If they seems hesitant, avoid accusatory language (“You never want to try anything new…“) and assure your partner that a toy cannot and will not replace them. Instead, focus on how it’s adding playfulness and excitement to routine and leads to increase intimacy and trust. (See Common Myth 1). Suggest that you can go shopping together as a couple, whether online or in person to pick out something within your comfort zones. There’s also tons of toys that can be enjoyed as a couple or recommend that he should also try out a male’s toy during your exploration sessions together.
Myth 3: Isn’t it a waste of money? What if I use it too much and get addicted?
Technically, you can get addicted to anything so we won’t try to moot that point. However if you’re worried that you won’t be able to achieve orgasms without them in future, just remember that libidos change and yes, sometimes your tastes and what works for you will change too. You can always take a break from toys or certain types of sensations. That’s part of understanding your body and knowing your turn-ons and turn-offs. That’s the fun part of sexual exploration – you’re always learning something new about yourself!
No one ever complains how a handbag is a waste of money and we’re definitely guilty of having more than just 1-2 in the closet! If you’re still trying to justify a toy, treat them like an accessory to your sexual escapades. Sure, you’ll look cute in that outfit but wouldn’t it look amazing with that great necklace to complete the look? Knowing and owning your sensuality will give you a better appreciation for your body and what it can achieve. It’s also part of our self-love and what better investment with optimal returns other than yourself?
Myth 4: I’ll feel like a pervert if I walk into those sleazy shops and buy one for myself…
There’s a little bit of truth to this myth in the past when the only sex toy shops you’ll see are those seedy little dark spots with flashing CONDOMS CONDOMS CONDOMS neon lights. That’s all changed of course. With the proliferation of online stores with discreet packaging and shipping, you also have female-friendly and ethical sex brands that are into sexual wellness and pleasure empowerment. There are also local stores that take sex seriously as a business with customer oriented service and product knowledge expertise in a non-intimidating and friendly manner. There’s Alice Maple and The Hedonist Store for those in Singapore and in the US, there’s the OG Babeland (shoutout to my first keychain vibe!) and Spectrum Boutique that’s all about sex and body-positivity for all on the Kinsey Scale.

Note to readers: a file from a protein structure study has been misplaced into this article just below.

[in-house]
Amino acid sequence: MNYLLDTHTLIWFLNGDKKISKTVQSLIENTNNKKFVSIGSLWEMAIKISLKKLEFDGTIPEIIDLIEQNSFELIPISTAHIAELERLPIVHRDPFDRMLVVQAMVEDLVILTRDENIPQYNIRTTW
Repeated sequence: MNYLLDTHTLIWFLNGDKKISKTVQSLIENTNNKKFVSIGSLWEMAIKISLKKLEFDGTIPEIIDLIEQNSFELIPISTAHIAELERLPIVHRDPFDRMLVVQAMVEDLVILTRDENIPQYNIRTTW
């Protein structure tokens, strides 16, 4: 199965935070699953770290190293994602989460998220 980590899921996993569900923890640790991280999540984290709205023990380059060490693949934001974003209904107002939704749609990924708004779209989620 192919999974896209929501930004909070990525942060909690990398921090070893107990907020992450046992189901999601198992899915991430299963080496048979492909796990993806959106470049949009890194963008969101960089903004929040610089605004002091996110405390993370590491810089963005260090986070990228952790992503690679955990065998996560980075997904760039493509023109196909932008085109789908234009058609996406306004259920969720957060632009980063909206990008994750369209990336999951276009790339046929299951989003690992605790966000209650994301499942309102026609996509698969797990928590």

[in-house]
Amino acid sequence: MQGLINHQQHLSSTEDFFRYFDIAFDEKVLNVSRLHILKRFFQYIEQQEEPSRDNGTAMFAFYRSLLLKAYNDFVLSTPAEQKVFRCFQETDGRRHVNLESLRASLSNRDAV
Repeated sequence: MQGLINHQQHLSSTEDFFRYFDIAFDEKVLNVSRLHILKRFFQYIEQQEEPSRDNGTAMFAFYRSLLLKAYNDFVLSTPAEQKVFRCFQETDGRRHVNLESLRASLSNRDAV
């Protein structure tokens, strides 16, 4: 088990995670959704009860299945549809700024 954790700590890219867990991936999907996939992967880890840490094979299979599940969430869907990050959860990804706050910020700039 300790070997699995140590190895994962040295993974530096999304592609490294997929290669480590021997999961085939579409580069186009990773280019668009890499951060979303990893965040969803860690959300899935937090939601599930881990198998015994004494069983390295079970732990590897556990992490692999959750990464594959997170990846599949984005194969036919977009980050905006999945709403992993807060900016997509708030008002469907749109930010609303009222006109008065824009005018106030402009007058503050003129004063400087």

Myth 5: It’s kinda intimidating. I don’t know where to start or what to buy…
Sex toys are called toys for a reason – they’re suppose to be fun! Of course I can say this now as a confident connoisseur of toys and tools for every sexual occasion. However I still remember clearly how nervous and full of trepidation I was when I saw that plastic blue bullet vibe.
“Is it going to break in me?”
“Am I going to be electrocuted if it short-circuits?”
“What if this isn’t natural?“
“What if I can’t come still with this toy?”
Every. Single. Anxiety. And yet, I didn’t ask: “What if it feels super good?” “What if I have multiple orgasms?”
“What do I want to try out next?”
Trust me, you will 😉
I won’t promise that you’ll ever get rid of that anxiety and the feeling of buyer’s remorse each time when you’re about to try out a new toy. I remember how it took me multiple trips to my favourite store to explore ”backdoor” fun and that’s when I really appreciated having an empathic and knowledgeable guide to go through my needs, hesitation and budget. (P.S. Her name is Pea and also serves as my unofficial sex therapist!)
Sure, I have some duds in my toy box but I’ve also found my Holy Grail that if I were to be stuck on a desert island, just give me my Womanizer Premium and a charger and I’m set for life! This is my favourite myth to bust because I can’t wait to help you find your very own personal gem for your toybox.